Mr Higgins demonstrates how to carry a large, very spiky Pyracantha 13 miles safely home from the garden centre. We paused to recheck the ground clearance of the bag near a busy sand quarry.

A closer look at the modestly sized, sand and gravel quarry. Others in the area are are ten times as large and several times deeper.

13th 39-51F, still, cloudless sky. A tour down to a coastal town via empty rural lanes. Lots of  glass on the town cycle paths midway. Another very bad day for the CSI wireless bike computer. Some online homework suggested a clue to the bike computer problems. Flashing diode lights confuse the wireless signal. I use magnetically actuated, flashing diode lights. 26miles.

An afternoon shopping trip (in the car) denied me an afternoon ride but I was compensated by a pretty sunset.

14th 48-42F,  sunny periods, wind building. A ride to the city of Odense trying to avoid the main roads. I had removed the front light and this immediately cured the computer problems. A comfortable ride going with the wind but hard work coming back via a very hilly route. The city cycle paths are no better than the local ones. With smashed glass, potholes, raised drain covers and loose, coarse gravel commonplace. How ironic that most roads are in much better condition. Where the motorised traffic has strong tyres and suspension. 42 miles.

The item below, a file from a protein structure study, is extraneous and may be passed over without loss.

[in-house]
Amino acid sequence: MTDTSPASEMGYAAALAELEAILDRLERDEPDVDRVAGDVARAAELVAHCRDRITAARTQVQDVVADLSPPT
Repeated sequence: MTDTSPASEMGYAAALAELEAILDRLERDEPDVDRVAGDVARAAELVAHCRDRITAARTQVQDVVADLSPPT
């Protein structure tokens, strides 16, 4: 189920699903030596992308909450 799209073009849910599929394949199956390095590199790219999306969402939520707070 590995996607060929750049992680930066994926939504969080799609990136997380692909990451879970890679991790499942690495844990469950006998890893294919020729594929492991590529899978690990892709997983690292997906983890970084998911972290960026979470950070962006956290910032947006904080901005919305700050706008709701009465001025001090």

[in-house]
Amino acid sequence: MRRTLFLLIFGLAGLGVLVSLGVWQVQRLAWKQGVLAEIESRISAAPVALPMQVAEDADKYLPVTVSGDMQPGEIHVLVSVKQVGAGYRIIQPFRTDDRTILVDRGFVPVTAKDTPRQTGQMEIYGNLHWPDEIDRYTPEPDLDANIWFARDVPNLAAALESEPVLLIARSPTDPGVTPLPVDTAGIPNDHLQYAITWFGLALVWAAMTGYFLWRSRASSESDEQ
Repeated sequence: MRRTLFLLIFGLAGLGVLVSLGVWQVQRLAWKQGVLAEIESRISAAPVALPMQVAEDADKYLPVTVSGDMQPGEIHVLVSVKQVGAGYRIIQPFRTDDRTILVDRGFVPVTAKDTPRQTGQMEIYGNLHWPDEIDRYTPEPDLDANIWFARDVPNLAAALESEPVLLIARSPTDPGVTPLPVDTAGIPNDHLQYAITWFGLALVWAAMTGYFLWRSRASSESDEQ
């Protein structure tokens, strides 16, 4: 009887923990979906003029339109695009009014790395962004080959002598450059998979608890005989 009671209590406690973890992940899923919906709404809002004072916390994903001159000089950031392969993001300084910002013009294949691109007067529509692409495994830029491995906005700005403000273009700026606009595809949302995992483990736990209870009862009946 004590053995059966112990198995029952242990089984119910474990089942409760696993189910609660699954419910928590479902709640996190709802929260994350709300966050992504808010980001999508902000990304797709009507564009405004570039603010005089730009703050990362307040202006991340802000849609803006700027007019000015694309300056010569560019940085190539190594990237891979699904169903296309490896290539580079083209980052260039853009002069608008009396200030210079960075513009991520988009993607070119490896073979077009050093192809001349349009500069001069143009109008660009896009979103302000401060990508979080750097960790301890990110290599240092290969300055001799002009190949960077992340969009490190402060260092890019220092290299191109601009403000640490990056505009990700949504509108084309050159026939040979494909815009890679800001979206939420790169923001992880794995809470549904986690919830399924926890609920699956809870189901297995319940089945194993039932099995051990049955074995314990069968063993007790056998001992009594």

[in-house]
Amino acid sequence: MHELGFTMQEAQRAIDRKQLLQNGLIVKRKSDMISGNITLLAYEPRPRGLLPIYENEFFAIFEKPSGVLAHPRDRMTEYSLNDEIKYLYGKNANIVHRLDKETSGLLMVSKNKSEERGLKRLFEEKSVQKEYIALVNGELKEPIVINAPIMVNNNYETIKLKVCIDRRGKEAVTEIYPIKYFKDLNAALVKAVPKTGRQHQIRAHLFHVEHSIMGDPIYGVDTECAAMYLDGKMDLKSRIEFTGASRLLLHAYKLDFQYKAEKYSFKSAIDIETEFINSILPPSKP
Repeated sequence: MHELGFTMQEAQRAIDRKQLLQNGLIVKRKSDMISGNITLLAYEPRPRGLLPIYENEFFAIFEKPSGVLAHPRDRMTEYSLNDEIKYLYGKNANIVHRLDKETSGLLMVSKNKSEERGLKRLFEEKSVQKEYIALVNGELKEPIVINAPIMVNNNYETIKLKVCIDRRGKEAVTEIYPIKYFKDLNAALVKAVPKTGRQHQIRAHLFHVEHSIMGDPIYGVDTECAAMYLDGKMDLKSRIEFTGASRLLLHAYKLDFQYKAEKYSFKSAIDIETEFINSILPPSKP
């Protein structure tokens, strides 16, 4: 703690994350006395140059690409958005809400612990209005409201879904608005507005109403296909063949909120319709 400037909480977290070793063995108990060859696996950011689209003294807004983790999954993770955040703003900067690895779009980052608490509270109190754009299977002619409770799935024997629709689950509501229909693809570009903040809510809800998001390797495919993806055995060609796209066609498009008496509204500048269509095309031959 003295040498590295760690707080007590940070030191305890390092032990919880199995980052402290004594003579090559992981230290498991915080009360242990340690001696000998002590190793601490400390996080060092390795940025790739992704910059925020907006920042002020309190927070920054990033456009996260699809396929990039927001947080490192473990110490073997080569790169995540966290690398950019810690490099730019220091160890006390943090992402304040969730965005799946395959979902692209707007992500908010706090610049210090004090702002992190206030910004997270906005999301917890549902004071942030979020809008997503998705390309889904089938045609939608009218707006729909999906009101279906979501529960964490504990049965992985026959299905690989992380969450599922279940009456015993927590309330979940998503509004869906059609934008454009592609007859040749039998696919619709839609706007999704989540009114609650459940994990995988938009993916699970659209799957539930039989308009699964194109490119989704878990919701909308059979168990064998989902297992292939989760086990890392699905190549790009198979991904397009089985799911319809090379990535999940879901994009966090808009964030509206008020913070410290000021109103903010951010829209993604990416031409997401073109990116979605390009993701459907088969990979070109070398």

Mr Higgins suffers from vertigo on steep lateral inclines. Though he could manage to arrive and leave at right angles to the track. Here the Odense outdoor cycle track gives one pause even on the shallowest part of the banking. I was able to climb aboard, very gingerly, but did not dare move forwards for fear of tipping. I am not exaggerating either!  I was leaning right over towards the banking just to keep the trike stable.  Just after I took the photograph Mr Higgins panicked and did a sharp, but graceful, exit to the paving inside the track.

 The steepest and highest banking on the curve looks to be a terrifying 45 degrees! Sadly there was no flatter lane on the inside of the track to do a gentle lap. The speed required to maintain stability on a trike via centripetal forces must be well in excess of 30mph. It looked more like the "wall of death" at a fairground in places! The Odense track appears to be open to anybody to take a tour on a bike. I imagine quite a lot of practice and a hell of lot of nerve is required to climb the highest banking! One of those moments and places where a helmet should be considered compulsory.

15th 48-52F, still, sunny becoming cloudy. 2 trips x 14miles =28 total.

Click on any image for an enlargement. Back click to return to the text.